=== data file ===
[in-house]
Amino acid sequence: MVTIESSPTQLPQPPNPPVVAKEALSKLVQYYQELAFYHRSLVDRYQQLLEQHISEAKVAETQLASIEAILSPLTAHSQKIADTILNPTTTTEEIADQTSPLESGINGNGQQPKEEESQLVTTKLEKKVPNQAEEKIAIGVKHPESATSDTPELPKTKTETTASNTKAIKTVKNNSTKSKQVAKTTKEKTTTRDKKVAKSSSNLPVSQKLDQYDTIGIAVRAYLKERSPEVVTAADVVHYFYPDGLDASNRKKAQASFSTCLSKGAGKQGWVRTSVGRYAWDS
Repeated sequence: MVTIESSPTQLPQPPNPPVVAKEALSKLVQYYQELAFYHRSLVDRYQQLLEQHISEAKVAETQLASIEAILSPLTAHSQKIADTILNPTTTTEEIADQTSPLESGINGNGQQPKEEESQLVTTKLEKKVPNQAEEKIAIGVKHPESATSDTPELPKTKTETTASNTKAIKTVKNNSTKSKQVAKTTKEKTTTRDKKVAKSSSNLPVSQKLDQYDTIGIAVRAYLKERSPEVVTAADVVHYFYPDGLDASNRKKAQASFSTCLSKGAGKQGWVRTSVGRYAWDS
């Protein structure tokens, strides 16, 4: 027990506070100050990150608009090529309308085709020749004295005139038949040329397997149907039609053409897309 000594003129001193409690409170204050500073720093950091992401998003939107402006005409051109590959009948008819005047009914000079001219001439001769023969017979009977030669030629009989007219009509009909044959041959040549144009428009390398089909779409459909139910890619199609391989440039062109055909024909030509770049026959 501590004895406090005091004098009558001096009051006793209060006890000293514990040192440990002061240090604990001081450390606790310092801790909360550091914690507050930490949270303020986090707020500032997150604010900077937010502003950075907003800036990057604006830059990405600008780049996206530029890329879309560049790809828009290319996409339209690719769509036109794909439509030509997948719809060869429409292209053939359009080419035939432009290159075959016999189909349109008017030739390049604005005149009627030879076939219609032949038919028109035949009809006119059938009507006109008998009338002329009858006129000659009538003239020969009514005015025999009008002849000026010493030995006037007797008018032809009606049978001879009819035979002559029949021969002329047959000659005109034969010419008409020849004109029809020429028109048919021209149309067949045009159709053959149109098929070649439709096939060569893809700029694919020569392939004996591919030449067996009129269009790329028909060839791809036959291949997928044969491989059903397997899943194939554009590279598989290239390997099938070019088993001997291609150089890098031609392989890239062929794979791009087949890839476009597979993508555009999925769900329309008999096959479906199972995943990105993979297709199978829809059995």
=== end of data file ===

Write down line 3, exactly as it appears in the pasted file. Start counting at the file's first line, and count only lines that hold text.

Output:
Repeated sequence: MVTIESSPTQLPQPPNPPVVAKEALSKLVQYYQELAFYHRSLVDRYQQLLEQHISEAKVAETQLASIEAILSPLTAHSQKIADTILNPTTTTEEIADQTSPLESGINGNGQQPKEEESQLVTTKLEKKVPNQAEEKIAIGVKHPESATSDTPELPKTKTETTASNTKAIKTVKNNSTKSKQVAKTTKEKTTTRDKKVAKSSSNLPVSQKLDQYDTIGIAVRAYLKERSPEVVTAADVVHYFYPDGLDASNRKKAQASFSTCLSKGAGKQGWVRTSVGRYAWDS